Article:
Transport for London reveals new “greenest-ever” Piccadilly line trains
Transport for London (TfL) and railway company Siemens Mobility have unveiled the new Piccadilly line train designs, which will come into operation from 2025.
Approximately five million people use the Tube every day across eleven service lines and 700,000 of these passengers use the Piccadilly line trains.
Siemens Mobility has been working on the project since November 2018 and says that comfort and sustainability were guiding principles. The new fleet will comprise 94 nine-car trains.
The current trains have become “increasingly unreliable and expensive to maintain”, TfL says. It adds that the existing trains will be 50 years old by the time they are replaced.
More space and cooler journeys
Each Inspiro train will have open, walk-through carriages which aim to create a “light and airy look” for passengers, Siemens says, as well as allowing more space to move about while travelling.
Thanks to an articulated design, the new trains require fewer bogies (the structure that contain the wheels, motors and suspension) per train which maximises interior space and improves the comfort of the ride, Siemens adds. It predicts that capacity will be increased by 10%.
Onboard, underfloor HVAC air conditioning units will aim to create a more comfortable travelling experience, Siemens says. The line runs through many central London hotspots, such as Hyde Park, which become especially busy during the summer months.
Visuals reveal a black and blue moquette, matching the Piccadilly’s colour on the Tube map. There are multiple screens in all carriages to “provide dynamic travel information plus advertisement and video displays”, the company adds. These provide passengers with information about the upcoming stop, for example.
Sustainability and accessibility on the new trains
Sustainability has also been a focus for the new designs, Siemens adds. It says that overall energy consumption will be reduced by 20% compared to the current fleet.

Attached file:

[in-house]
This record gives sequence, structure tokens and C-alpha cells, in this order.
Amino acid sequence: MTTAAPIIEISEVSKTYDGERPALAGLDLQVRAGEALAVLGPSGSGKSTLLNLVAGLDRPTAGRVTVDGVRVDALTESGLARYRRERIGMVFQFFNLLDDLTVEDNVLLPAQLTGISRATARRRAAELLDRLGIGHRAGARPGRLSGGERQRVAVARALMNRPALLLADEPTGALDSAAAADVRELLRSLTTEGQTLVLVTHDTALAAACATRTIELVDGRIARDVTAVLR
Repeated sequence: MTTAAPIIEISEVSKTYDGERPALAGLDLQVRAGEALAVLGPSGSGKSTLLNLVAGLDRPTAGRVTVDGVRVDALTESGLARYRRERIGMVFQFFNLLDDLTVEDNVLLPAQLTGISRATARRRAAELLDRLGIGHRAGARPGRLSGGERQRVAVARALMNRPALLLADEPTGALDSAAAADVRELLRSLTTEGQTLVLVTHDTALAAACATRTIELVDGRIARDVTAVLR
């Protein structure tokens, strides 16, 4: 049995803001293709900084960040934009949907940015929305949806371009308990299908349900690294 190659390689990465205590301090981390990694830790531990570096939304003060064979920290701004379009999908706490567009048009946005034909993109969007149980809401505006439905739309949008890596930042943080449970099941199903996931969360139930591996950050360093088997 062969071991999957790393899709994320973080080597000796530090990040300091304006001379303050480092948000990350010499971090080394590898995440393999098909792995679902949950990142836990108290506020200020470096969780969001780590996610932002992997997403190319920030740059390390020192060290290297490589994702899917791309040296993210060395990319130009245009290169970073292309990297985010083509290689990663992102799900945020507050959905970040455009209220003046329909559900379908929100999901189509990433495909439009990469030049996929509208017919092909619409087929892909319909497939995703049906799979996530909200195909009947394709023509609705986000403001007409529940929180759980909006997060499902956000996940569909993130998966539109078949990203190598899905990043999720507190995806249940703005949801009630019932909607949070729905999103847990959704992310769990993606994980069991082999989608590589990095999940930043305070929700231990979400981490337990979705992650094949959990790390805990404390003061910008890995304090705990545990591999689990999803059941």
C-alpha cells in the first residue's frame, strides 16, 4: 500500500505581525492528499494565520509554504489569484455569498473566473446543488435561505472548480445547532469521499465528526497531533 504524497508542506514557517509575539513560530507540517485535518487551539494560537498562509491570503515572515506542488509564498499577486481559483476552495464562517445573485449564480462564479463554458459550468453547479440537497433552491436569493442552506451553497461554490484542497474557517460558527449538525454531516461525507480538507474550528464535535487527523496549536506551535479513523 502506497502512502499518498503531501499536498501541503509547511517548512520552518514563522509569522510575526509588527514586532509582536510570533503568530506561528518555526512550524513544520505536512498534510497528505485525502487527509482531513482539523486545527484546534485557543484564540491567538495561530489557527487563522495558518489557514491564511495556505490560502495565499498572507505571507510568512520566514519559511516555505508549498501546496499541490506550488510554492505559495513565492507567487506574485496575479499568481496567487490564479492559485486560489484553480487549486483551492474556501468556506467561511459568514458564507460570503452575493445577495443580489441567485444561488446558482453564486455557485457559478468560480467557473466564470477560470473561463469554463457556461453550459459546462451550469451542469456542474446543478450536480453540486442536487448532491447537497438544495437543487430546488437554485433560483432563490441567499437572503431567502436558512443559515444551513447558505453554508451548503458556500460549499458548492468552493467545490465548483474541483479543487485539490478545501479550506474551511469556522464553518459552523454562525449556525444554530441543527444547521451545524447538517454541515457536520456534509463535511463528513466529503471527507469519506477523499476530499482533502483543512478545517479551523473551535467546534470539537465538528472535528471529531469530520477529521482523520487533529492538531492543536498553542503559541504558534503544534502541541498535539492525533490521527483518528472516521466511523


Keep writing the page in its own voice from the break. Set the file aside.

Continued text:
Relevant features include lighter-weight construction and regenerative braking. Another technological advancement are the “cutting-edge traction systems” which use low-loss magnet motors and auxiliary electric systems, according to Siemens.
Larger door openings have been added for accessibility on and off the trains. Inside, spacious priority seating as well as multiple multi-function areas aim to “accommodate every passenger need”, Siemens adds.
The trains’ top speed will be 100km per hour, which will be instrumental in helping London Underground achieve its goal of running 27 trains per hour by 2027, according to Siemens. That accounts to a train every 135 seconds at the busiest times.
“Aligned with London Underground’s iconic global image”
The Inspiro has been designed with heritage in mind, the company adds, and is “aligned with London Underground’s iconic global image”.
Siemens Mobility CEO William Wilson says: “The state-of-the-art trains will transform the Piccadilly line passenger experience. They are lighter, more environmentally-friendly and future-proofed for a long life.”
Throughout the design process, regular feedback was provided from TfL’s Independent Disability Advisory Group and the TfL Accessibility Forum.
The designs have been tested at the Siemens Test Centre in Wildenrath, Germany. Half of the new fleet will be built in Goole, East Yorkshire, a process that will employ up to 700 people in engineering and manufacturing.
Yorkshire-based LPA Lighting is supplying the train lighting, while Midlands-based Baker Bellfield will provide cab partition walls.
“Greenest ever” train on the London Underground
London Underground managing director Andy Lord says that the Inspiro is the “greenest train we’ve ever run on the network”.
London mayor Sadiq Kahn adds that the new trains will “be a great step forward for our city, improving frequency, reliability and capacity”.
“The continued modernisation of the Tube – which has seen a transformation over the last two decades – is a key part of my Transport Strategy to make London a greener, more affordable, more accessible place,” he adds.